Story: Stay Well
By: Merlin Flower
The house looked as if it resented the conversion to a clinic. The notice board announcing, ‘Dr. Baanshyam, M.D., Senior Psychiatrist. Chennai- 89” failed to give a clinical air. I opened the rusty gate destroying a new web of the poor spider. A large Mango tree stood right in front of the house with branches all over the place. In the shade: A man in faded brown shirt and dhoti, watering the crotons seemed concentrated on missing the dust on the leaves.
‘Is the doctor in?’ I asked.
He looked up with an expression of a saint- the empty glance. The hair on his head looked white like someone had deliberately painted titanium white paste, while the beard looked black. His cheeks grew inward towards a cute nose.
“The doctor is in the pooja room. In ten minutes the Gods will be free,” he smiled, “See the bench over there, you guys can wait, or go in.”
The bench was rusty too. Who uses metal benches anymore? I hesitated but Anjali just swiped the bench with her bare hand and sat down. I am not sure if it helped one bit, but I mimicked her and realized after seeing her ‘I am trying not to laugh’ smile. Huh, every time.
‘The doctor must me praying,’ I said, voicing in a pleading voice, “Please God, pleeese convert more people to crackpots. I beg you.’
‘The world is already full of crackpots , ya,’ said Anjali, adding, ‘Ha, I thought doctors didn’t believe in Gods.”
‘It’s good to believe in something. When days are bad, you can give all your worries to God and be relieved.’ I ventured. A strong morning wind arrived and my hair seemed to float in all direction. ‘That’s why I believe in a superpower,’ I said trying to smooth over the hair overthrown by the breeze.
“I don’t,” she said. I glance at her calm face which had a smugness that comes with conviction. ‘If there’s a God, it’s sadistic,’ she said, looking intently at a black ant in the bench. Should she argue on every word of mine? And, for God’s sake, hasn’t she seen any ant in her lifetime?
“I…,” well, I was cut short by the fat woman in a blue and red salwar Kameez. Must be the doctor’s daughter. What a pun. I stood up with a deep force of habit, though she looked to be just five or so years older to us. Anjali remained in her seat, still following the walk of the ant.
“Sit. Please sit,” she said, “Who’s the patient?”
I pointed to Anjali with hesitation. She looked up.
‘The doctor will be here in two minutes. Please go in,” she said and tottered towards the rusty gate. Is she going to meet her lover in the park?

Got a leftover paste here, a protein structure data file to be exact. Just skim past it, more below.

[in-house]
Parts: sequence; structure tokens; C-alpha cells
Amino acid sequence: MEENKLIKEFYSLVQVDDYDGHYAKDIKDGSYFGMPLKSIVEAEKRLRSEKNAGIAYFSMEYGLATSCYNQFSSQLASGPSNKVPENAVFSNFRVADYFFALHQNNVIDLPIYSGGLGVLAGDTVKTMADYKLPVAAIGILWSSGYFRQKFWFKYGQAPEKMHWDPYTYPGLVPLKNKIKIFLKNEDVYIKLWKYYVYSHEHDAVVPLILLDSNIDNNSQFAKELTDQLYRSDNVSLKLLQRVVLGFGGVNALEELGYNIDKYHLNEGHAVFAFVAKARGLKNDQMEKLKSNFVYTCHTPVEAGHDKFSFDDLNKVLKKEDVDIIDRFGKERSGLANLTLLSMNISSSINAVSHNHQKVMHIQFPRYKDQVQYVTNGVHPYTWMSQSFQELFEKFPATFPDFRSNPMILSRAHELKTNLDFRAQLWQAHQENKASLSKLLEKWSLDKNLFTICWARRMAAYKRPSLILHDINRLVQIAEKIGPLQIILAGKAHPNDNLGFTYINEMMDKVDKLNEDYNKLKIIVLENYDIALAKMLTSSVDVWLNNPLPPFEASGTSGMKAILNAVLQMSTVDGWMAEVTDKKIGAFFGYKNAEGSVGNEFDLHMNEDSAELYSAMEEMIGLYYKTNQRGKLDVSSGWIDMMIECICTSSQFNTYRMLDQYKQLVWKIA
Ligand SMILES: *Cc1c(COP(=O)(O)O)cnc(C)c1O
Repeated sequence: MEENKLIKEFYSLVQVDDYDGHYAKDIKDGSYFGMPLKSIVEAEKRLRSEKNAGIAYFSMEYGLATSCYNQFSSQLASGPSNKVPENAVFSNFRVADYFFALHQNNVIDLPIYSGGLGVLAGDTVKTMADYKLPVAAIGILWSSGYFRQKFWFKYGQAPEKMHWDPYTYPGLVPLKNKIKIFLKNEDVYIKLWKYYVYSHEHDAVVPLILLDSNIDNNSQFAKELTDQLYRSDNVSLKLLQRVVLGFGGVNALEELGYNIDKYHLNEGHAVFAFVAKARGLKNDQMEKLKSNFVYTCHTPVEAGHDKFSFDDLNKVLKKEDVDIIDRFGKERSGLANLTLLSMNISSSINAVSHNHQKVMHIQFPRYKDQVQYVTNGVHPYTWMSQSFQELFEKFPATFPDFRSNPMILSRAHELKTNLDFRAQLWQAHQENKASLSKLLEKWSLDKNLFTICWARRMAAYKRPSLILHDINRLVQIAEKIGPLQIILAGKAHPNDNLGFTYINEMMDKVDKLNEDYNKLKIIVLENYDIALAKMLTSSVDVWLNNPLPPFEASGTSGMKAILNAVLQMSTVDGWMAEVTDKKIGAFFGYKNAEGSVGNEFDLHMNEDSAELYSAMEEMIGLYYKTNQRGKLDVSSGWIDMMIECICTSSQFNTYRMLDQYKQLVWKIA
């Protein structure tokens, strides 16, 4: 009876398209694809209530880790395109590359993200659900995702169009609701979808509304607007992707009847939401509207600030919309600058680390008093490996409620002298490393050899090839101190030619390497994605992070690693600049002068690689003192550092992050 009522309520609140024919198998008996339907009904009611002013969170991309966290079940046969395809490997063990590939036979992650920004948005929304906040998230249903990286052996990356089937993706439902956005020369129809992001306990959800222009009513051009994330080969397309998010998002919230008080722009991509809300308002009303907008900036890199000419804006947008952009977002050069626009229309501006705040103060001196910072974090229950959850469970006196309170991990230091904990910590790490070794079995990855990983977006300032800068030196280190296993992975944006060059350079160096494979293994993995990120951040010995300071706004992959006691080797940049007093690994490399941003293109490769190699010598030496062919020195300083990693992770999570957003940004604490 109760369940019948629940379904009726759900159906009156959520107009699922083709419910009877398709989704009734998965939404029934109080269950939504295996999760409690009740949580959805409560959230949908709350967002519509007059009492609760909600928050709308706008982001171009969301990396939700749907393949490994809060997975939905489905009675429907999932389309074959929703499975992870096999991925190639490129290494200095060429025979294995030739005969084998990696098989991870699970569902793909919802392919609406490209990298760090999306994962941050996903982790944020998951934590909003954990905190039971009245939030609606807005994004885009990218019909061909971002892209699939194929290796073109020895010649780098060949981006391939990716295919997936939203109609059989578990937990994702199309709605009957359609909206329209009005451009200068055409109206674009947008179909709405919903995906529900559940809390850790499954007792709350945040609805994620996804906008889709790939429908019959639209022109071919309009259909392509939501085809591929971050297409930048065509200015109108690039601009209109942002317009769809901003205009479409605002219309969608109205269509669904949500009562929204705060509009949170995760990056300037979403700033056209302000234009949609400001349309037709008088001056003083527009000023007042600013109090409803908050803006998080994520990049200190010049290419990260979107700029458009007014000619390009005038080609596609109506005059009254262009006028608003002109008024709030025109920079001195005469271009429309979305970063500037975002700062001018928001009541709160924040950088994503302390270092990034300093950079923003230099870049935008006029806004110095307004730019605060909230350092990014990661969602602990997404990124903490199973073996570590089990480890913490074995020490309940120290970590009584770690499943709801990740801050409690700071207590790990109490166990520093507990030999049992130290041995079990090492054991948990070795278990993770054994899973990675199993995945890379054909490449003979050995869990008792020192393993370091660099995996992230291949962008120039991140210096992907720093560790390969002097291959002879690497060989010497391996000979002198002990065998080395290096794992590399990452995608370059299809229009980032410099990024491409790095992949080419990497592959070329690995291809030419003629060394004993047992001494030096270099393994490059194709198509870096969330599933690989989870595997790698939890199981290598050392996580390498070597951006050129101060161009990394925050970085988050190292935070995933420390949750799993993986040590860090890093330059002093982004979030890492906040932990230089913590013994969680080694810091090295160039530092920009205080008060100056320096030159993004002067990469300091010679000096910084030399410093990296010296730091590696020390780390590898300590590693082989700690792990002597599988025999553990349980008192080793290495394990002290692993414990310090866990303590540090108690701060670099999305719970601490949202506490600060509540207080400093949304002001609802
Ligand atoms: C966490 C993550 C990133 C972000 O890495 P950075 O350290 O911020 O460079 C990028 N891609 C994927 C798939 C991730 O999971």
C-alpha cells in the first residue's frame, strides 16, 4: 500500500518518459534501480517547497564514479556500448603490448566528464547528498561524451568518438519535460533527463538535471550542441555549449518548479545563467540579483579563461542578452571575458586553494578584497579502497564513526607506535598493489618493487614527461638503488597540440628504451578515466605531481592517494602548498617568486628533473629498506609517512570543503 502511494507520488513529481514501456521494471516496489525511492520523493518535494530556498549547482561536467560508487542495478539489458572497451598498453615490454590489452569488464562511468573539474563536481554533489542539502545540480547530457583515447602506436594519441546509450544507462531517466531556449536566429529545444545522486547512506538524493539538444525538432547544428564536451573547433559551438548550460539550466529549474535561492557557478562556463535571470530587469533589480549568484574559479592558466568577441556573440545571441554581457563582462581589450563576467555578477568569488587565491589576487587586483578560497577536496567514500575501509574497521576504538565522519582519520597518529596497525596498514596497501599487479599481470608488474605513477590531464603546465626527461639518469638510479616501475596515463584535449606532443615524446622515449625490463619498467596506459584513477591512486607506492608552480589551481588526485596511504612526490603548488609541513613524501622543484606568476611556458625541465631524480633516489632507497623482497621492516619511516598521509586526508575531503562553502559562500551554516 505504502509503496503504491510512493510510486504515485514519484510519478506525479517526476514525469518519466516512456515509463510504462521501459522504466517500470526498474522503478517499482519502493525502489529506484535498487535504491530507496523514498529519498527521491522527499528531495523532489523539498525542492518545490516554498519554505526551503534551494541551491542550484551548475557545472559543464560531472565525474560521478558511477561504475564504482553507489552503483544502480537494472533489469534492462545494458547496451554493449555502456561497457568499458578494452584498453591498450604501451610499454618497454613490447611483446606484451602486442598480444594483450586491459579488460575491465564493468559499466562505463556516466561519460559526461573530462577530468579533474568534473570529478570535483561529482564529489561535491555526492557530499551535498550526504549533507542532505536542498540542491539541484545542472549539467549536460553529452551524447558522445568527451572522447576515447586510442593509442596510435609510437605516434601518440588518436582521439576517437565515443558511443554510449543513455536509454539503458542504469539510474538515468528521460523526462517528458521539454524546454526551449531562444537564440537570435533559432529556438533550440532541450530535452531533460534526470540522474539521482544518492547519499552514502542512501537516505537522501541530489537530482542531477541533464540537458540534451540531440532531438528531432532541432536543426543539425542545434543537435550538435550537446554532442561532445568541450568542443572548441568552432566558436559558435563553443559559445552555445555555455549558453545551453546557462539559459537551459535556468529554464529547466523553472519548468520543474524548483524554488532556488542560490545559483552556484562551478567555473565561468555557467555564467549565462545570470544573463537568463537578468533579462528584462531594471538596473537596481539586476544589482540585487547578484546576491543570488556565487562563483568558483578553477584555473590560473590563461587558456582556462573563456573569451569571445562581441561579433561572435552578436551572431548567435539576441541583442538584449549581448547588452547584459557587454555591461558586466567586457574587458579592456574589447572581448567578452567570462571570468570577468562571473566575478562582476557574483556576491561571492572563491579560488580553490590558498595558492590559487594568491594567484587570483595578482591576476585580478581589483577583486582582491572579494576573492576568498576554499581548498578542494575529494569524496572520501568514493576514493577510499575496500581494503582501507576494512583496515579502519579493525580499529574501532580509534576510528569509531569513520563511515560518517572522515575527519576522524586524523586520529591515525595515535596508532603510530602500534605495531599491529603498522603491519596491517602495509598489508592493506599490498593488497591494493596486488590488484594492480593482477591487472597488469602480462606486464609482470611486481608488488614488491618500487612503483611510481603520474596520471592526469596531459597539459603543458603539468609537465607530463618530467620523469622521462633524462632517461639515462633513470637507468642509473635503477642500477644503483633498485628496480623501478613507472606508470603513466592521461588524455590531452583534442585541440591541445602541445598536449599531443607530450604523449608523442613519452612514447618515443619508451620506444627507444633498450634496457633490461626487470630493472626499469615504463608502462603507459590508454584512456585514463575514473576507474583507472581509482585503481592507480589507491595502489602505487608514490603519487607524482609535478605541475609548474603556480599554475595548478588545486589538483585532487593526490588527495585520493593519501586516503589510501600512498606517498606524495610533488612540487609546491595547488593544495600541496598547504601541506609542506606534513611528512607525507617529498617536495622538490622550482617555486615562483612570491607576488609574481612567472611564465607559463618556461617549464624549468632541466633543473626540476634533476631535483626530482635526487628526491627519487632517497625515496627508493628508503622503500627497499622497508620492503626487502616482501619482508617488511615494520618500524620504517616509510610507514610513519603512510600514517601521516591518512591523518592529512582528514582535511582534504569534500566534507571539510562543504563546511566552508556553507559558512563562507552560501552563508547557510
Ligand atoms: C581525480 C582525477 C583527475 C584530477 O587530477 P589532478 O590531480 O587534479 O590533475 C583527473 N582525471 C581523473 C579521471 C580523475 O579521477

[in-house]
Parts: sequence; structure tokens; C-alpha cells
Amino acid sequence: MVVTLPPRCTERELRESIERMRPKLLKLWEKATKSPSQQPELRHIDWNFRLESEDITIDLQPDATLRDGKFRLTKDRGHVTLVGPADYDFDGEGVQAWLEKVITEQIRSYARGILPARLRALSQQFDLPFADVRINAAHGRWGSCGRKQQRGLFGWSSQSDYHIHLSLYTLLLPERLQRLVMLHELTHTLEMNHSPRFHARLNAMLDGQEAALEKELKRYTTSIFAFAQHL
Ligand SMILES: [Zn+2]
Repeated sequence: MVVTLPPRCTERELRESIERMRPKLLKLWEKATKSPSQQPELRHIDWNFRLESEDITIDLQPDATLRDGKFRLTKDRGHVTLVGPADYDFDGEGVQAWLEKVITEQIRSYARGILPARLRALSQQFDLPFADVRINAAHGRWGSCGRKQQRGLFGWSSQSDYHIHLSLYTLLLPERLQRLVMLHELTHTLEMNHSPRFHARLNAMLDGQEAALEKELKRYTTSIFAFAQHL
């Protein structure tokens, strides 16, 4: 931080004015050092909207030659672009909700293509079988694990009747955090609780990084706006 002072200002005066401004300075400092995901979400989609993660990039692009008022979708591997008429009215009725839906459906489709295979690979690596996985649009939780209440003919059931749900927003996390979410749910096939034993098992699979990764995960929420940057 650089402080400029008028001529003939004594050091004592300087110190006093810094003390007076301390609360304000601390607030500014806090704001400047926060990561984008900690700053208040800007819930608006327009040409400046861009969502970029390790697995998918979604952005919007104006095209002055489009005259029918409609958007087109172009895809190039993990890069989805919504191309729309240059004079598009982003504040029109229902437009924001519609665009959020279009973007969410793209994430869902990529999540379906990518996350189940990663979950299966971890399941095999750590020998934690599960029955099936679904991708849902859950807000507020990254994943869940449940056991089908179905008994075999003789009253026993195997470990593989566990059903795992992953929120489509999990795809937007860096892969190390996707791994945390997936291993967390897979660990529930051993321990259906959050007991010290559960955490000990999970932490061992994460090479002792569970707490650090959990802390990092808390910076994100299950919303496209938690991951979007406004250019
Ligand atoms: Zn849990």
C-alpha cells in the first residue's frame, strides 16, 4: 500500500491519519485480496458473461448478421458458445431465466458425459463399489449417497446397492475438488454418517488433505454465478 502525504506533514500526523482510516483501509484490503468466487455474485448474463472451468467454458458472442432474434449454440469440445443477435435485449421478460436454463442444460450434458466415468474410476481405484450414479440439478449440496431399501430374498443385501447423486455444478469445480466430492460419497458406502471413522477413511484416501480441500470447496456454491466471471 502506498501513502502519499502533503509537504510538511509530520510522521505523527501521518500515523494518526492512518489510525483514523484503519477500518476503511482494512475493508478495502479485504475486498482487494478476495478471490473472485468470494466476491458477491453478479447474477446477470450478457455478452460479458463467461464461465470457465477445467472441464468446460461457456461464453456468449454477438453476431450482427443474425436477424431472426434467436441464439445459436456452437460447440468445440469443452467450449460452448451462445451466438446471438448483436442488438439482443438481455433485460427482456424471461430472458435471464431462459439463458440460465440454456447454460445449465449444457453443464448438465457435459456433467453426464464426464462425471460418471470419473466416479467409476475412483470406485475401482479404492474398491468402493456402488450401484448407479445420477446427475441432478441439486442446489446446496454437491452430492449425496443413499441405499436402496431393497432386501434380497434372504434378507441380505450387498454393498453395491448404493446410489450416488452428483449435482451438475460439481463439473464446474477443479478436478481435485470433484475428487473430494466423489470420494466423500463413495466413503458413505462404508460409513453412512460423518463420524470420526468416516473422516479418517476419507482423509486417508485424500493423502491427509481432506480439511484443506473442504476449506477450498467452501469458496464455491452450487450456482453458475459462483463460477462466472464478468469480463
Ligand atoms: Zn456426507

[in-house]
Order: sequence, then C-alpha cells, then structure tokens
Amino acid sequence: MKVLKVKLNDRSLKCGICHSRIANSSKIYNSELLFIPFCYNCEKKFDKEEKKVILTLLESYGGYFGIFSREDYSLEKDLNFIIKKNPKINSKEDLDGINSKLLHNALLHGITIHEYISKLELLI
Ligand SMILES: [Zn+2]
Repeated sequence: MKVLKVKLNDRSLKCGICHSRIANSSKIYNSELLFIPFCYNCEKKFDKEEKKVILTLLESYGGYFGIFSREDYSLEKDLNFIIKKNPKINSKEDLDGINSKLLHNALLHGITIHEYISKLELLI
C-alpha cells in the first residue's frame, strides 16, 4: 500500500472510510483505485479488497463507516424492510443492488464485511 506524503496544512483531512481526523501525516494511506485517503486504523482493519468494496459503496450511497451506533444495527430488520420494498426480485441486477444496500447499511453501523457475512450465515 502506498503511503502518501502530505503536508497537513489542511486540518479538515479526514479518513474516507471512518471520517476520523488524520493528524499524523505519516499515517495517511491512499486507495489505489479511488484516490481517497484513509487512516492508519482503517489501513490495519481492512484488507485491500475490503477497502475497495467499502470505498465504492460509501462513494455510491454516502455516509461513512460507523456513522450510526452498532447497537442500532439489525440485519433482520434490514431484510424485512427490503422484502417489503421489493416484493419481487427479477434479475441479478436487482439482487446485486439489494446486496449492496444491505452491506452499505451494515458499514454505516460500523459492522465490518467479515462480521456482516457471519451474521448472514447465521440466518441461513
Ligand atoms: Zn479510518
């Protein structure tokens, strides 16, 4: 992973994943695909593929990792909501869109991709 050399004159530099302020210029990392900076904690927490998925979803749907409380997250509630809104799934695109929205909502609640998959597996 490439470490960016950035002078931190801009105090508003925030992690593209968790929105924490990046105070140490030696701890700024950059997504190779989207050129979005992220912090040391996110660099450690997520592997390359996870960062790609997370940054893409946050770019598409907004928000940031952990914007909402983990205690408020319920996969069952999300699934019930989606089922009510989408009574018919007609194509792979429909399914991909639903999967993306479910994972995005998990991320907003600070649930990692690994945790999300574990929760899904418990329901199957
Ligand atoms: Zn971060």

We walked into a room filled with plastic chairs and many fans. Obviously, someone had envisaged a packed waiting room. We were the only ones in the dusty room. We had to wait but for two minutes. The doctor summoned us into his room. He had evidence of the pooja on his forehead. A white vibuti, then some sandalwood paste followed by vibuti again. It looked similar to colourful trucks caught in a traffic.
‘Who’s the patient?’ he asked. Ah, that salwar kameez girl must be his daughter.
I looked at him without expression.
‘I,’ said Anjali. A single syllable. He looked at her. Anjali with chopped hair, very curvy eyebrows, parched lips, innocent eyes and fiery glance. From her face his eyes moved to her chest and stayed. Bastard.
‘She’s joking,” I said, ignoring their almost similarly surprised glances. “I am a journalist, doctor. This is my friend.’ He looked at us, convincingly bored.
‘I am on a story about rape victims. I wanted to know more about the treatment given to victims of rape. I heard that you’re an expert on the subject.’ Behind him the walls were filled with photos of degrees and diplomas. Can education provide common sense?
“Which newspaper did you say you were working for?’ he asked, with the edgy look of a man with sharp pebbles under his belt.
‘The Daily Herald.’
‘Oh, Daily Herald, I love the paper, very relevant,’ he said, ‘would you like something to drink?’
‘No, thanks,’ I said. ‘I just wanted to know how you enable a rape victim to live a normal life. Often, they cease to enjoy sex, withdraw, wash themselves ten times a day and get angry at simple things.’
‘First, there’s nothing called a ‘victim’ of rape. No penetration happens without the consent of the women.’
I gulped a nonexistent saliva down my throat, twice-over. Now, what did I expect? I shifted in my chair, Anjali remained steadfast.
‘Do you mean every woman wants to get raped? That every rape is consent? The violence justified?’ I was insistent.
‘No. I didn’t mean any of that. All I am saying is, just as how a thread can’t pass through a needle without its consent, no penetration can happen without the woman’s approval,’ he went on upping the ante.
I didn’t want to ask anymore, nor hear the voice coming from the puny old man.
‘Have you seen the man outside? His daughter was allegedly raped by three men. You see, I had to give my expert opinion in court, which I think helped the accused. Now, I am a believer, I only say the truth. The girl, unfortunately, committed suicide. But look at the girl’s father working for me. Why? I convinced him of my theory. He’s a model employee now,’ he said. Sure, the man looked like the sort of employee who murders his employer.
‘Thanks doctor, we’ll be in touch,’ I said
‘I know one of your colleagues, Sridhar. Do convey my regards to him,’ I nodded. He stood as we left.
We passed the ‘model employee’ who gave us a smile. Anjali seemed light hearted, me the opposite. Outside the gate, she stopped me, looked into my eyes with a searchingly radiant smile and took me into a tight hug.